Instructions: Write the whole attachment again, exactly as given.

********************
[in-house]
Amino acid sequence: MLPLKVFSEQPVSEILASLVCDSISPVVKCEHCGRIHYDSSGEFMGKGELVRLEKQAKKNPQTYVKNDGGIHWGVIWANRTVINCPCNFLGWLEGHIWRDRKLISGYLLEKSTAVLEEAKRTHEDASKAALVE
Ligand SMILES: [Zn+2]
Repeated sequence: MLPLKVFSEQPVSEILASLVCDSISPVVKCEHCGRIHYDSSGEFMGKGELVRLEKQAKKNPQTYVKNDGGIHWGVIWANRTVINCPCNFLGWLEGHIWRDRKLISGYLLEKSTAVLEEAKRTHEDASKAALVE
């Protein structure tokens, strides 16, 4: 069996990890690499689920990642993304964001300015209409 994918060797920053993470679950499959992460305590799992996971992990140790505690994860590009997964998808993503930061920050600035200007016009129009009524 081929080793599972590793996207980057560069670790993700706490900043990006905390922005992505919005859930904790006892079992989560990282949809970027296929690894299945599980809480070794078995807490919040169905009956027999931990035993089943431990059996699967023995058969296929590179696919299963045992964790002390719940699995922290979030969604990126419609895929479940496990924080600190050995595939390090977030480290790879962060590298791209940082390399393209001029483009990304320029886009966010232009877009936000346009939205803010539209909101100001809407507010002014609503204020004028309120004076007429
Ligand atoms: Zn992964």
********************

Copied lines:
[in-house]
Amino acid sequence: MLPLKVFSEQPVSEILASLVCDSISPVVKCEHCGRIHYDSSGEFMGKGELVRLEKQAKKNPQTYVKNDGGIHWGVIWANRTVINCPCNFLGWLEGHIWRDRKLISGYLLEKSTAVLEEAKRTHEDASKAALVE
Ligand SMILES: [Zn+2]
Repeated sequence: MLPLKVFSEQPVSEILASLVCDSISPVVKCEHCGRIHYDSSGEFMGKGELVRLEKQAKKNPQTYVKNDGGIHWGVIWANRTVINCPCNFLGWLEGHIWRDRKLISGYLLEKSTAVLEEAKRTHEDASKAALVE
């Protein structure tokens, strides 16, 4: 069996990890690499689920990642993304964001300015209409 994918060797920053993470679950499959992460305590799992996971992990140790505690994860590009997964998808993503930061920050600035200007016009129009009524 081929080793599972590793996207980057560069670790993700706490900043990006905390922005992505919005859930904790006892079992989560990282949809970027296929690894299945599980809480070794078995807490919040169905009956027999931990035993089943431990059996699967023995058969296929590179696919299963045992964790002390719940699995922290979030969604990126419609895929479940496990924080600190050995595939390090977030480290790879962060590298791209940082390399393209001029483009990304320029886009966010232009877009936000346009939205803010539209909101100001809407507010002014609503204020004028309120004076007429
Ligand atoms: Zn992964």